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Another low flying fairground incident.

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Another low flying fairground incident.

Old 20th Aug 2020, 15:53
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Another low flying fairground incident.

Surely not a Robinson still doing tour flights at 11.00pm.......LIVINGSTON PARISH- Residents in Livingston Parish expressed concern late Tuesday night when they reportedly spotted a helicopter flying so low they were sure it was on its way to crashing.

The calls to emergency personnel came in around 11 p.m., some saying they'd seen the helicopter flying extremely low near the Parish fairgrounds, which are off Florida Boulevard near North Range Road.

Some told first responders they also heard a loud noise and assumed the helicopter had crashed.

The helicopter did not crash, according to representatives with the Livingston Parish Sheriff's Office. Early Wednesday morning, the Sheriff's Office confirmed that the helicopter landed safely in Hammond with no injuries.

Some believe the loud noise Livingston eyewitnesses heard was due to the helicopter hitting a few trees.

At this time, the identity of the individual manning the helicopter and the organization the aircraft may be affiliated with remain unknown.

At times, helicopters are legally allowed to fly lower than other aircraft as itís much easier for them to perform emergency landings than it is for other aircrafts. In addition to this, theyíre often used by law enforcement and emergency medical service agencies, requiring a bit of leeway from the Federal Aviation Authority (FAA)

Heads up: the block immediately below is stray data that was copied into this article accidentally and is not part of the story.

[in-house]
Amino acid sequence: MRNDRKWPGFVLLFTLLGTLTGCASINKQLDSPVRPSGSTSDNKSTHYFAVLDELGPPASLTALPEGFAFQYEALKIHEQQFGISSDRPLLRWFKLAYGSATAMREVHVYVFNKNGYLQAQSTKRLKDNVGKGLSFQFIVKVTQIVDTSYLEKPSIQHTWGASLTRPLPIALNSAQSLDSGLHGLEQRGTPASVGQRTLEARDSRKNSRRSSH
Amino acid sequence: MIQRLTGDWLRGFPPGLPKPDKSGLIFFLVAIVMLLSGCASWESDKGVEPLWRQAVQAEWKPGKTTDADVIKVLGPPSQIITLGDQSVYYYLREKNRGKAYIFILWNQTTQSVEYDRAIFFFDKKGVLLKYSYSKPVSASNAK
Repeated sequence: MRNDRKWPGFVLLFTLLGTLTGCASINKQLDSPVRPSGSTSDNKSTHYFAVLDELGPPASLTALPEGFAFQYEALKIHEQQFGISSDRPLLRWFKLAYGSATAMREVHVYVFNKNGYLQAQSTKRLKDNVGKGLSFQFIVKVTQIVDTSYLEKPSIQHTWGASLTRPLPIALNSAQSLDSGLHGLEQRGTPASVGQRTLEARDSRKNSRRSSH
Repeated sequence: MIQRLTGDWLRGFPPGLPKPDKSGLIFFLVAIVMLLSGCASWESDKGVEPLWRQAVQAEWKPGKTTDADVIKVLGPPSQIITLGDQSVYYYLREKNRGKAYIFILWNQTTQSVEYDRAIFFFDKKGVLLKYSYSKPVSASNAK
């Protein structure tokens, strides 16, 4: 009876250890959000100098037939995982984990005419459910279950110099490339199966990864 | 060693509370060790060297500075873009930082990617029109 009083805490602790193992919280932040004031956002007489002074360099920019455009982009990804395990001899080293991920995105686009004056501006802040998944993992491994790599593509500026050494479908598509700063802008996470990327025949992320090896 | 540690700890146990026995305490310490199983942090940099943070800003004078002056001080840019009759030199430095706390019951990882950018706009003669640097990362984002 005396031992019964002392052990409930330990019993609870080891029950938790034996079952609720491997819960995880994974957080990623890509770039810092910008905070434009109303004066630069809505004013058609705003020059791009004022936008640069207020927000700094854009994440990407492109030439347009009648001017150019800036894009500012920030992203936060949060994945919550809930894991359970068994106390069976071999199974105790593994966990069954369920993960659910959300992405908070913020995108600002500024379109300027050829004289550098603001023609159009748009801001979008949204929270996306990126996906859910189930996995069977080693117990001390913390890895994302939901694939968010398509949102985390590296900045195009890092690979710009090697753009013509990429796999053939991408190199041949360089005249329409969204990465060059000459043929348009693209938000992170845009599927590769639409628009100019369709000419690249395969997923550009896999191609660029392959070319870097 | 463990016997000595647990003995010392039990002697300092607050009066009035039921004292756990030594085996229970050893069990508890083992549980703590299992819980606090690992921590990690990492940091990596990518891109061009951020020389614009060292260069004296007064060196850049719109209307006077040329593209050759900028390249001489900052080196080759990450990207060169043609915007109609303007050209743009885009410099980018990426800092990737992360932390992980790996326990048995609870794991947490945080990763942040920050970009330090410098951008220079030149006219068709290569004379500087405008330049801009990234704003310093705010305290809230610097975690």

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Old 20th Aug 2020, 17:24
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Here, maybe this will liven it up for ya?

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Old 20th Aug 2020, 20:44
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Forgive the stupid question but are commercial operations allowed at night on single engines in the U.S.A.?
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Old 20th Aug 2020, 22:08
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Originally Posted by ApolloHeli View Post
Forgive the stupid question but are commercial operations allowed at night on single engines in the U.S.A.?
There are no stupid questions, but the answer is yes.....why would a twin be required?
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Old 20th Aug 2020, 22:17
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Originally Posted by Gordy View Post
There are no stupid questions, but the answer is yes.....why would a twin be required?
Here in Europe singles aren't allowed to be used for Commercial Air Transport operations at night. Anything single and rotary after civil twilight generally can only be private.
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Old 20th Aug 2020, 22:26
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In Oz, night charter is in a twin, and the pilot must hold an instrument rating.
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Old 20th Aug 2020, 22:41
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Forgive the stupid question but are commercial operations allowed at night on single engines in the U.S.A.?